PRAGUE (Reuters) - Street battles between far-right protesters and police in a Czech town and the killings of two Roma in Hungary point to old animosities that may worsen as the financial crisis takes hold.
Such violence is rising in parts of central and eastern Europe, disappointing leaders who had hoped the prosperity tied to European Union entry for some countries and economic growth in non-members could help mend nationalist and ethnic divisions.
Rights activists say that although the right wing remains on the fringe of politics and racism does not appear to be rising across society as a whole, small pockets of far-right supporters have become bolder and better organized.
Racist violence is not exclusive to Europe’s eastern wing — Italian locals set fire to two Roma camps in Naples earlier this year — but many governments in the region are struggling to contain increasingly aggressive outbursts, particularly against the large, marginalized Roma minority.
“It’s clear that there’s an uptick in violent attacks at this stage. There does seem to be more activity in extremist groups and neo-nazi groups,” said Robert Kushen, managing director of the European Roma Rights Center, a rights group.
Experts say a big threat is that far-right ideas could gain a foothold in the mainstream and lead to political inroads. Some cite gains by Austria’s far right in a September election, less than a year before a European Parliament election in June 2009.
The tightening squeeze of the financial crisis could also exacerbate strife in areas left behind in the economic boom that has swept across much of central and eastern Europe this decade.
“It is tied to... economic worsening not only in the Czech Republic, but also in the rest of Europe, because all kinds of attacks have happened in a number of other countries,” Czech Prime Minister Miroslav Topolanek said this week.
“There is unrest in society.”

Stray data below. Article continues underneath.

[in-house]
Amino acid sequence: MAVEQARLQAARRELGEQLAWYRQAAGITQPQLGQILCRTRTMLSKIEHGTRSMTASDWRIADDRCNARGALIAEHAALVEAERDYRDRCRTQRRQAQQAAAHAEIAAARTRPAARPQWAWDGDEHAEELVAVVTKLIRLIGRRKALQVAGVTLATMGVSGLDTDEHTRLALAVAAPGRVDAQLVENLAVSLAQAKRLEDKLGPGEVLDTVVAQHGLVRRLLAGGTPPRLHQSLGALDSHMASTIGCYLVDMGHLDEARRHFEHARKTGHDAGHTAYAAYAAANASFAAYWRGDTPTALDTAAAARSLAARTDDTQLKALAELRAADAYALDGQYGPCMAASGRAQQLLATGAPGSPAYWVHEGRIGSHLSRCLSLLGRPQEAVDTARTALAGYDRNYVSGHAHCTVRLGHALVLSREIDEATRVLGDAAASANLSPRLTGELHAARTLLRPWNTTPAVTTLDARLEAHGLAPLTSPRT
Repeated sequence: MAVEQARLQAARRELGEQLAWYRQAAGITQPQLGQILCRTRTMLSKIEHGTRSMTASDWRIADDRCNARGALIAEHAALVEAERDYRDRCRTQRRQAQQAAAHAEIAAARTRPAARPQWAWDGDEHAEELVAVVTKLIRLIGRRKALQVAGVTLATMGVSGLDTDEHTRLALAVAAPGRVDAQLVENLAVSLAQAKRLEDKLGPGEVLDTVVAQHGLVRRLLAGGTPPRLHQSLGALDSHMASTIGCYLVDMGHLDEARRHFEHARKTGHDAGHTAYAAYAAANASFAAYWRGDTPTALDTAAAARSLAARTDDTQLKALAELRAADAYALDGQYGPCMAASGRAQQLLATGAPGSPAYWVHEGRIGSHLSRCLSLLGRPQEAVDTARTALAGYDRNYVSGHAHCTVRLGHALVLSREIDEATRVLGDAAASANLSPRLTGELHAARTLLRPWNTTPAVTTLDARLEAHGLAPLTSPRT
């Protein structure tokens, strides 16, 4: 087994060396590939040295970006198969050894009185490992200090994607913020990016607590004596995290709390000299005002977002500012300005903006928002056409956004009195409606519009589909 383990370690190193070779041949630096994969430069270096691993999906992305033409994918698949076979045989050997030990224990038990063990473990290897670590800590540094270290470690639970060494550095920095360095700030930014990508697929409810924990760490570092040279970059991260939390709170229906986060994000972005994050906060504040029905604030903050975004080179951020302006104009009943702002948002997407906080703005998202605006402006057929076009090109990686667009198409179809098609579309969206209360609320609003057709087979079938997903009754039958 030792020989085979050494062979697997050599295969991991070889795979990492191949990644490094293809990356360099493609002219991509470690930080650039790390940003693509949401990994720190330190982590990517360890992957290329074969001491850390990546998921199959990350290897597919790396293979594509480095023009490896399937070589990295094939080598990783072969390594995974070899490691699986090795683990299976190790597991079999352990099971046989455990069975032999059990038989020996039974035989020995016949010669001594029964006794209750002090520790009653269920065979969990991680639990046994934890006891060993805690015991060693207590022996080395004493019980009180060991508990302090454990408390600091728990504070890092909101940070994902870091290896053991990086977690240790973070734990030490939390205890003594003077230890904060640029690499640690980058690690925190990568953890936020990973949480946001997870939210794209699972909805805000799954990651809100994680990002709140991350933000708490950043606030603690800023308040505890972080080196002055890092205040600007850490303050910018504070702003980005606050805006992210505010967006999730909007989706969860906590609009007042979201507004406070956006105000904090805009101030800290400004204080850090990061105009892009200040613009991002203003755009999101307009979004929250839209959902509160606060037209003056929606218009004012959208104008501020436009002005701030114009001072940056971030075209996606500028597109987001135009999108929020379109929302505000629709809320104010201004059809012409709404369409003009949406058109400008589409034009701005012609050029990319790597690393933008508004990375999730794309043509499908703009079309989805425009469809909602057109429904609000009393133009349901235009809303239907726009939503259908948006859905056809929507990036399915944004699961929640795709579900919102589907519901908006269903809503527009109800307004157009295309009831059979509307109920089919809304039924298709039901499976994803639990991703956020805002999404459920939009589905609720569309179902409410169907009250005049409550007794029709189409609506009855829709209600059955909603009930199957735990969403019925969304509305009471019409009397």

Earlier this month, assailants firebombed two homes and shot dead two Hungarian Roma. This week, a Roma couple was killed by a grenade blast. A public dispute followed over whether police had been too quick to rule out racism as a motive.
On Monday in the Czech Republic, 500 black-masked people shouting racist slogans tried to attack a Roma ghetto in Litvinov, a town in the country’s northern rust belt where unemployment, at 12 percent, is double the national average.
Backed by the nationalist Czech Workers Party and supported by members of the town’s dominant white community, the crowd threw cobblestones and petrol bombs at police, who fought back with teargas and mounted officers. Fourteen people were injured.
John Dalhuisen, a researcher at rights group Amnesty International, said extremism was rising in areas passed over by the economic boom that has transformed the region’s once soot-caked capitals into vibrant European cities.
“Particularly (it is) in the rural provincial areas ... in the third or fourth category towns that haven’t seen the economic growth that the capital cities have seen and that the rest of the world is impressed by,” he said.
“There are pockets of entrenched poverty in these countries that haven’t been addressed.”
It is that disappointment and a will to return to “traditional” family values that has led to wider acceptance of organizations such as the Hungarian Guard, a 1,500-strong group backed by the right-wing Jobbik party.